A review of early intervention data in Nebraska indicates there is a need to focus statewide efforts on implementation of evidence-based child and family assessments, aligning our child and family outcomes with family-identified needs and priorities, and providing supports and services within the context of family routines. Based on these needs, Nebraska is promoting a routines based approach to early intervention (RBEI).


Routines Based Interview (RBI) training practices are required steps for any services coordinator or early intervention provider interested in using the RBI as their child and family assessment.

Goals that relate to real life situations are important to families; important to teachers; and vital to children. Families, caregivers and teachers will see the value of working on relevant, specific and measurable IFSP/IEP outcomes.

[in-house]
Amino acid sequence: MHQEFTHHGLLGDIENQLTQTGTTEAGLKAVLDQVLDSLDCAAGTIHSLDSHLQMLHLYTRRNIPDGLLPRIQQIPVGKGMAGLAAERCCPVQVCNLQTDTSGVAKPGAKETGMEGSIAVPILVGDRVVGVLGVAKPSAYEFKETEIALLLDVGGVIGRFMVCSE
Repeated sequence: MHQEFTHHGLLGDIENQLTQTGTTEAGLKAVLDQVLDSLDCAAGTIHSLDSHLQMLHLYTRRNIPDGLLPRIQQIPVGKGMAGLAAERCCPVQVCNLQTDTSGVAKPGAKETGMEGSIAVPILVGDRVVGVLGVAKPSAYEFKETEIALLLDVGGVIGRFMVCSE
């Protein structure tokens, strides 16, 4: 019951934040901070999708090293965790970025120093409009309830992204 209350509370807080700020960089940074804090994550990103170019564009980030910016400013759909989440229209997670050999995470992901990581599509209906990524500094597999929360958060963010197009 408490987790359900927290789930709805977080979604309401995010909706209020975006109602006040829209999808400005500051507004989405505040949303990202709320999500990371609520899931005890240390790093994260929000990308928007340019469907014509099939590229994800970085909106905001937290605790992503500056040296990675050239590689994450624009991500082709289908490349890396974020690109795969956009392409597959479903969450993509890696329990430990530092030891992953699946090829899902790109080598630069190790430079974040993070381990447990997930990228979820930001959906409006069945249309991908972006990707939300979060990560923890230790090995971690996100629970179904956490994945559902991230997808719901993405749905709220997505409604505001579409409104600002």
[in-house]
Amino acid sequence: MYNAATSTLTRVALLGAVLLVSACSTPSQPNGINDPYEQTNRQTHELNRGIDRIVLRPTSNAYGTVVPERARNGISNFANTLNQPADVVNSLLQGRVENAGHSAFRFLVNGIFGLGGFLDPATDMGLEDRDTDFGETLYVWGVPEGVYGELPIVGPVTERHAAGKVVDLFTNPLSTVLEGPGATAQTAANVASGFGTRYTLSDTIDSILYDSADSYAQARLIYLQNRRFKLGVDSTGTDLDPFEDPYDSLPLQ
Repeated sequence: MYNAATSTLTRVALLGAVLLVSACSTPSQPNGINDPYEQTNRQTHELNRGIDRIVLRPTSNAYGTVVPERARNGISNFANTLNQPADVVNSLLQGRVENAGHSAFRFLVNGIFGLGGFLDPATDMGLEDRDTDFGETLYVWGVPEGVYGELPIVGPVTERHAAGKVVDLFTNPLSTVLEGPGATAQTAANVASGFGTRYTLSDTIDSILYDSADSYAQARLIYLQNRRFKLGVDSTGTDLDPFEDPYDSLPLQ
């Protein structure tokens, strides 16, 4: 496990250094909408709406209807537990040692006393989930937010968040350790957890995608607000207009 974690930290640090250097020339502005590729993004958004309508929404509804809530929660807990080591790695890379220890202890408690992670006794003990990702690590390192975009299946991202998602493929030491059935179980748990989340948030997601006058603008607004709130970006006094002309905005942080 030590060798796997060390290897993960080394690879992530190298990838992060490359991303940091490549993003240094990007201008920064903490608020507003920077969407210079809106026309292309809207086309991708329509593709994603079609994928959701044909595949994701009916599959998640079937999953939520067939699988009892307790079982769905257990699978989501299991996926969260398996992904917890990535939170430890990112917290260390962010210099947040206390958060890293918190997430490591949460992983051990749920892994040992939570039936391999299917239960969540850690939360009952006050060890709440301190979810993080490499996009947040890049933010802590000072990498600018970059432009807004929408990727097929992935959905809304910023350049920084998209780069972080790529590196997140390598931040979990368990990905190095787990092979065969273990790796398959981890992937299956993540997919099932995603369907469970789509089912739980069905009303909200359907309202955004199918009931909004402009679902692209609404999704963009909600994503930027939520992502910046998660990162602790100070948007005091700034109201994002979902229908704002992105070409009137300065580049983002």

Providing services in natural and inclusive environments means using the learning opportunities in everyday routines and activities in which children and families participate at home and preschool.

Nebraska’s RDA plan requires each PRT in the state to ensure that early intervention providers and services coordinators in their region receive professional development (PD) and technical assistance (TA) focusing on evidence-based practices in early intervention. 

The goal of the Results Driven Accountability (RDA) system is to improve educational results and functional outcomes, and demonstrate growth over time for all infants and toddlers with disabilities.

Much debate continues over the Primary Service Provider (PSP) model within our state and nationally. What may not be known is that the PSP model is promoted by NECTAC as well as major researchers in early intervention (EI). Studies show that “involvement of multiple practitioners in a family’s life on a regular basis has been found to negatively impact family functioning” (Rush and Shelden, 2007).

Evaluations and summaries that measure impact and effectiveness of Nebraska's early intervention improvement strategies.